The EU Comes Closer To Approving COCA

Letters Blogatory contributor Pietro Franzina has noted the recent decision of the EU justice ministers approving the Hague Convention on Choice of Court Agreements. According to the EU press release, there are a few steps left to take, but it seems that eventually the European Parliament will approve the COCA and it will then enter into force for Europe.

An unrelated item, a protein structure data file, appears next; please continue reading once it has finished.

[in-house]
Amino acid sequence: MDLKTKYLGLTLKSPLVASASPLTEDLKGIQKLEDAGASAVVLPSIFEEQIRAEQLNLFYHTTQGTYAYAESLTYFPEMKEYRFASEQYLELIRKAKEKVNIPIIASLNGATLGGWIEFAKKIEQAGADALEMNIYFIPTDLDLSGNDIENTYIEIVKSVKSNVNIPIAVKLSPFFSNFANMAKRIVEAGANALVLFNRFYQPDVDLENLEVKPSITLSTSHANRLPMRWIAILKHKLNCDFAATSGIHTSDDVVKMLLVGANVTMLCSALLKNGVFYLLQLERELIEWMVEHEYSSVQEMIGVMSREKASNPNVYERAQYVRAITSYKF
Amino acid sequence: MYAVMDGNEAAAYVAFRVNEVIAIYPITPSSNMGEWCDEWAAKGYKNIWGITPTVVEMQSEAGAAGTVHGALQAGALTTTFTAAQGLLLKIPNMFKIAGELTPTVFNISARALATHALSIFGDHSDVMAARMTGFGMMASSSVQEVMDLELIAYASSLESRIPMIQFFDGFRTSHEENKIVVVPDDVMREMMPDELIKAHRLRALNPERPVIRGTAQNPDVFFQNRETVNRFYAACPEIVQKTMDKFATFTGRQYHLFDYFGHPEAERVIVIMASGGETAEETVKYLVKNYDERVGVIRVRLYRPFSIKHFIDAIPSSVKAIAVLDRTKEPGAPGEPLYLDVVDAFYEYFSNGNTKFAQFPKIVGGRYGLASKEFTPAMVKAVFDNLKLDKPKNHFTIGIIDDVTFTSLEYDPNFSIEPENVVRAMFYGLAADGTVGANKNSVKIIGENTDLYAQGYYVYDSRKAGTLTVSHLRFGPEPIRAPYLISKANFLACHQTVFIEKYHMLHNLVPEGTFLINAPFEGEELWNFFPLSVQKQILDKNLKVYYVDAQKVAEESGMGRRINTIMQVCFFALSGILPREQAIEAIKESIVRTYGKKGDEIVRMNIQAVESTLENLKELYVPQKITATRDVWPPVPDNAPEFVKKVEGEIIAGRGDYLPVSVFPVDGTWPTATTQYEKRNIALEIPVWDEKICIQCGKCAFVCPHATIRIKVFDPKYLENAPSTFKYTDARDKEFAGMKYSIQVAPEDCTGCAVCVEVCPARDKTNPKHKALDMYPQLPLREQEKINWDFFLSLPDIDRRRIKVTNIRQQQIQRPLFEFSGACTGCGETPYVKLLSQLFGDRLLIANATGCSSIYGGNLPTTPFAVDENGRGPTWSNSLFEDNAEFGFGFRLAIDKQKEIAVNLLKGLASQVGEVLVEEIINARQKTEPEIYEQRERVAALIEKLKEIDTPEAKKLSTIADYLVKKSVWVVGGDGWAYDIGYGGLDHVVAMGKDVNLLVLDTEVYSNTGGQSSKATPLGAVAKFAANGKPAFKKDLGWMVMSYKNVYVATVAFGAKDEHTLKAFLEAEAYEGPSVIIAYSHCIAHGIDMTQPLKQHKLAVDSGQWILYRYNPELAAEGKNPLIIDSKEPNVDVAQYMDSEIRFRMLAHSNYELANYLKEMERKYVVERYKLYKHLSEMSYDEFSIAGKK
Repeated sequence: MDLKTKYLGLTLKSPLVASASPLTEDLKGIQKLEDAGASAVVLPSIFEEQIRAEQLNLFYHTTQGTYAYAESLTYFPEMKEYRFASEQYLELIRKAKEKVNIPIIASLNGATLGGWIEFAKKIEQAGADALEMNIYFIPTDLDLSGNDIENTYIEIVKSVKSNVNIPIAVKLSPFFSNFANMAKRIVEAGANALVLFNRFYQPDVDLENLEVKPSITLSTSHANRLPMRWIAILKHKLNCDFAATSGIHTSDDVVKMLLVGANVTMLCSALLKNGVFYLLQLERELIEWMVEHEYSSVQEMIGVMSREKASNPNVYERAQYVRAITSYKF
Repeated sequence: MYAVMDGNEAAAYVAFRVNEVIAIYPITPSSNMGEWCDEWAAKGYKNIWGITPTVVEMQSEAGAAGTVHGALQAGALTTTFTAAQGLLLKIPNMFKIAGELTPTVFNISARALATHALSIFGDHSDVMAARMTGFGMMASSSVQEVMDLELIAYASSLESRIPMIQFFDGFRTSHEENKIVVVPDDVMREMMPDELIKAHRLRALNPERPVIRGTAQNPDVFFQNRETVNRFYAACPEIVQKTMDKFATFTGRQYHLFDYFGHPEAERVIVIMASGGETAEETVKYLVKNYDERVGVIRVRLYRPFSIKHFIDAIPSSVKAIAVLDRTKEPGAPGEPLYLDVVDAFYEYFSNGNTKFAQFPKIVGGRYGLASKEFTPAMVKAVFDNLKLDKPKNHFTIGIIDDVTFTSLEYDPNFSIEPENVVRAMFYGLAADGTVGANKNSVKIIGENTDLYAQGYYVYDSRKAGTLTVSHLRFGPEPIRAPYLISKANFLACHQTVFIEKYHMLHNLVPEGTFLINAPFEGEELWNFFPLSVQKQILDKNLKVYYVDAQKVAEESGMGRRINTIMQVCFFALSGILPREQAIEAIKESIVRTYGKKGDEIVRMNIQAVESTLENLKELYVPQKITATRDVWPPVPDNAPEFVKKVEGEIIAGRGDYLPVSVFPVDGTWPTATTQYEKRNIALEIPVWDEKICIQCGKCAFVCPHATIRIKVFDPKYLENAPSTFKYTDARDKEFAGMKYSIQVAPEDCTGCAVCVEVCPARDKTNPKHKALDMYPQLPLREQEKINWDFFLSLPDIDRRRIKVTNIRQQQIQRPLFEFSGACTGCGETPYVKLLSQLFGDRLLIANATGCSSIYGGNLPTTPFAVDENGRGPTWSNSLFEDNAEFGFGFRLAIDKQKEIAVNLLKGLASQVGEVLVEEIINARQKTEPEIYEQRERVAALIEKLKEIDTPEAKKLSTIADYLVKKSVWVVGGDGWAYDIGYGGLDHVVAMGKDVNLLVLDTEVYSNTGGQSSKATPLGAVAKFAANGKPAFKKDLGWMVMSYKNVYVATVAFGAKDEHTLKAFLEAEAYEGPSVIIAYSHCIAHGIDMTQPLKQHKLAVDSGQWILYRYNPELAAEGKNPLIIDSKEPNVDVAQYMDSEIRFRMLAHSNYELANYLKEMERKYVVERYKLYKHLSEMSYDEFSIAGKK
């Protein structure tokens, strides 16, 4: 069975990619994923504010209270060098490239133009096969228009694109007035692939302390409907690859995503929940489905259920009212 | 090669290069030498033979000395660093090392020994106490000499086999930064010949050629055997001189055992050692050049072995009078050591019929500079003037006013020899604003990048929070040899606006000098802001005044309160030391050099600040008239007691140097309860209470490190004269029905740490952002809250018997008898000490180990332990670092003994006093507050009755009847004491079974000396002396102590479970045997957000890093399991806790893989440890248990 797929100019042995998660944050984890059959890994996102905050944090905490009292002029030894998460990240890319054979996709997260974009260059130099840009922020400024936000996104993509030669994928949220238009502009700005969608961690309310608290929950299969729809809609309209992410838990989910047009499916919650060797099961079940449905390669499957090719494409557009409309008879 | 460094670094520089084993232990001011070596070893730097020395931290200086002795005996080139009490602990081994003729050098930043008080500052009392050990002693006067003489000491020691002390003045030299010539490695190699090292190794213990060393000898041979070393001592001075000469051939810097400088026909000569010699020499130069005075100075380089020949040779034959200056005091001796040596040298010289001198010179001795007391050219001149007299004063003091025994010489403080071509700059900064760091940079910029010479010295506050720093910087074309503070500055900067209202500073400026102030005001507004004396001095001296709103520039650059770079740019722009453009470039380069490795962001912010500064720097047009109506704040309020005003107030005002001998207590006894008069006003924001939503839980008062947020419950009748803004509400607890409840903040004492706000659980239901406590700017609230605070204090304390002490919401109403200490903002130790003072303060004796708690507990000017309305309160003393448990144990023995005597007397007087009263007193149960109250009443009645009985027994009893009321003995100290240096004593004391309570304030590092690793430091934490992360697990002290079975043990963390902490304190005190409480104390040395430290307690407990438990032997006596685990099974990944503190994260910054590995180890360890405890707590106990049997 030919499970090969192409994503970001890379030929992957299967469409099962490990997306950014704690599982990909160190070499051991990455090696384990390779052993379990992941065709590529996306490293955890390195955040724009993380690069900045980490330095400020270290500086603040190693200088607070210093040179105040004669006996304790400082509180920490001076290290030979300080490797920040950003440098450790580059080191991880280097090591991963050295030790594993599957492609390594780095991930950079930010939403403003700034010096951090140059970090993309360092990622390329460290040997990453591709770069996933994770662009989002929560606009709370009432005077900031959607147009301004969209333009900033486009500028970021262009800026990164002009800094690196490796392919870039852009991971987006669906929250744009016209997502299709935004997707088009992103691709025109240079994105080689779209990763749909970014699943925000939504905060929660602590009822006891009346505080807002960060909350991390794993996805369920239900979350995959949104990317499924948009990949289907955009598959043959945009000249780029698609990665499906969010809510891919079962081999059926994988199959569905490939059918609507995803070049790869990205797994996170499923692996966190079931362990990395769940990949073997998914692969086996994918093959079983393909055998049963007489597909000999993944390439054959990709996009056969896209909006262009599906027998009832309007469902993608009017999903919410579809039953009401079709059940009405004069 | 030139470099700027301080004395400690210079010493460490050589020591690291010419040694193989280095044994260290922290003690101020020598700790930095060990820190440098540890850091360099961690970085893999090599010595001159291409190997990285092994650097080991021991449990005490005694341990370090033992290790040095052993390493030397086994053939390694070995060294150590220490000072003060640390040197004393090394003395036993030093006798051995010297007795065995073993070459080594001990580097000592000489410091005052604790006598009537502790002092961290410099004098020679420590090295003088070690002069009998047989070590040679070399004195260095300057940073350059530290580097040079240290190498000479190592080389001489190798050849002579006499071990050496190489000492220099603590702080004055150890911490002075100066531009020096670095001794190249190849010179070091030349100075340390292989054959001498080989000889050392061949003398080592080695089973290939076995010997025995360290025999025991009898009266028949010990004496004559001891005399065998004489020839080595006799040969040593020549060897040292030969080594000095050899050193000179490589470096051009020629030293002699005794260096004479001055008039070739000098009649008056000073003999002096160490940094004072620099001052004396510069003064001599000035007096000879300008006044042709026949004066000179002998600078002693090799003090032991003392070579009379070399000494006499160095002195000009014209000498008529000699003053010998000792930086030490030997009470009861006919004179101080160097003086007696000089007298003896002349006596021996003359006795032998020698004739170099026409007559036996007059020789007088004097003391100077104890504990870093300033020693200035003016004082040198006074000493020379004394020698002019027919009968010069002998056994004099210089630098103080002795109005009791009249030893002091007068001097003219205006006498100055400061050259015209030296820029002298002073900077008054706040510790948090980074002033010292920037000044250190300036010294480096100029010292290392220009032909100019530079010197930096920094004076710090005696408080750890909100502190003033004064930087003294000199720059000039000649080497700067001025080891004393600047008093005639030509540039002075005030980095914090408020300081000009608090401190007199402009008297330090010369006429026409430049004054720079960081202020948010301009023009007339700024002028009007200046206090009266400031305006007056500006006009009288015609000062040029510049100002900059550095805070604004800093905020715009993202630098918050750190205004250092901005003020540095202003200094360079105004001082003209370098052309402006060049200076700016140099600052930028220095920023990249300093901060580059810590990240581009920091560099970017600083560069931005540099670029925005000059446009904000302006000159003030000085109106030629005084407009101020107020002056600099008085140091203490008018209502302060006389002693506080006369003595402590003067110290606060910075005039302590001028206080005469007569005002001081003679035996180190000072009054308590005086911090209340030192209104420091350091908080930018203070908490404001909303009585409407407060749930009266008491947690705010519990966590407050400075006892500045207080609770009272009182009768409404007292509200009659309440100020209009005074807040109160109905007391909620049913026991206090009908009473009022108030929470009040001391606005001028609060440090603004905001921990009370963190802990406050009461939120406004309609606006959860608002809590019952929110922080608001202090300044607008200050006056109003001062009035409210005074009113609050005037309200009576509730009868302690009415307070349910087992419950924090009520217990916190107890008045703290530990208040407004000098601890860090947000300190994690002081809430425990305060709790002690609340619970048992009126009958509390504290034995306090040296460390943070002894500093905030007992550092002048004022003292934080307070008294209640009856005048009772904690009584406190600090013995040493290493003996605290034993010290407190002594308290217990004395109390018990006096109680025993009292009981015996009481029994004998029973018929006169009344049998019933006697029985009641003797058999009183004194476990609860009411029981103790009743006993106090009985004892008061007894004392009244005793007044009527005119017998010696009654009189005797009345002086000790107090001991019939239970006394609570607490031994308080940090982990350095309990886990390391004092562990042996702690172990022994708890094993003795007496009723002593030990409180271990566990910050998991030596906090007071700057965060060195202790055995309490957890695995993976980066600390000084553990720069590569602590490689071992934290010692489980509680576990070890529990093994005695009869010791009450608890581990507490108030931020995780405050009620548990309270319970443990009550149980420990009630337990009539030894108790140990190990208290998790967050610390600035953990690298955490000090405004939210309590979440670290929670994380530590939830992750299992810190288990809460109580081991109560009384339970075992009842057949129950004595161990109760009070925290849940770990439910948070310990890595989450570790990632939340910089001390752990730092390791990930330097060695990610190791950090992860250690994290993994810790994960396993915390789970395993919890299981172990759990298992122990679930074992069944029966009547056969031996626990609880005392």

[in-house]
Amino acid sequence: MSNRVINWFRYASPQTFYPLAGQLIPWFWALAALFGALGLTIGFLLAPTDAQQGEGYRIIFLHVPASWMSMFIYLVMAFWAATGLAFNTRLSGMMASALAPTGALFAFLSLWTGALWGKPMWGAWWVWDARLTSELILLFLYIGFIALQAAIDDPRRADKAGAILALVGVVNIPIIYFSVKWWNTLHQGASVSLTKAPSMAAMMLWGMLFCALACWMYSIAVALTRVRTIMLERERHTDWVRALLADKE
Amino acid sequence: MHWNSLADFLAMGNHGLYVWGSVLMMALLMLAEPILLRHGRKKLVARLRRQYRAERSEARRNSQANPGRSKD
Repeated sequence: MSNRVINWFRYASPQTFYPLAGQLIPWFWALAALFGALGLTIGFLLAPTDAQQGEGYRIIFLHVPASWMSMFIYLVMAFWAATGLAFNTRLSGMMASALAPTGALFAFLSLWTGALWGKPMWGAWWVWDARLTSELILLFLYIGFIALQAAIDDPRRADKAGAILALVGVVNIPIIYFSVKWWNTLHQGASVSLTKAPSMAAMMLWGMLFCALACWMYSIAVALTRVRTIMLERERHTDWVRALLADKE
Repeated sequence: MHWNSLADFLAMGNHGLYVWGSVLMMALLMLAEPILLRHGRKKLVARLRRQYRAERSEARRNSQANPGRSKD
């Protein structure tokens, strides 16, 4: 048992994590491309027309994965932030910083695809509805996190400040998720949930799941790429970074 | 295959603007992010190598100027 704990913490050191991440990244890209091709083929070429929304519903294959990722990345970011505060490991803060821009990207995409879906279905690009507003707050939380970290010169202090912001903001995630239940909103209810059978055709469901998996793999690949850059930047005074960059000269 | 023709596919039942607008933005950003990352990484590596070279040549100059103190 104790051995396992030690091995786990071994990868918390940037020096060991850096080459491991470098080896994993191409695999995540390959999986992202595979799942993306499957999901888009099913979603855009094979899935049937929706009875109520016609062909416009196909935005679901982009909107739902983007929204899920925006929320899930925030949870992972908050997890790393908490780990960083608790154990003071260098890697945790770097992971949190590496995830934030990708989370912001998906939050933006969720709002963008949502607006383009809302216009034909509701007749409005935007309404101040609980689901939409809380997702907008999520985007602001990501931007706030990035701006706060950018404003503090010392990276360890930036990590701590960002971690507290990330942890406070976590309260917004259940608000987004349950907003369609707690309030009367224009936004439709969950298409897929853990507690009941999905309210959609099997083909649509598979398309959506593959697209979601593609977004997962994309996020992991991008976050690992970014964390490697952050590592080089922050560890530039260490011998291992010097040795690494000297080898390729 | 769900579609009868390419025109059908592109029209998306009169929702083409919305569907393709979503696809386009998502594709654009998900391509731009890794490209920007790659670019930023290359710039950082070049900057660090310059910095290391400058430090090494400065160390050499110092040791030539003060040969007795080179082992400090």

Where does this leave the United States? The last I heard, folks were still arguing about the relative merits of the various proposals for implementing the Convention in US law, which turn on differing views about American federalism that will seem entirely Byzantine to even the most sympathetic foreign observer. The Senate has adjourned until after the mid-term election, and if the polls are accurate and the Republicans will control the Senate beginning in January, then prospects for ratification seem pretty dim. You could say that COCA is a business-friendly commonsense measure that Republicans as well as Democrats should support, but the Republican Party has not been in a treaty-ratifying mood for a long time, so I am not optimistic about the treaty’s prospects in the short- or medium-term.

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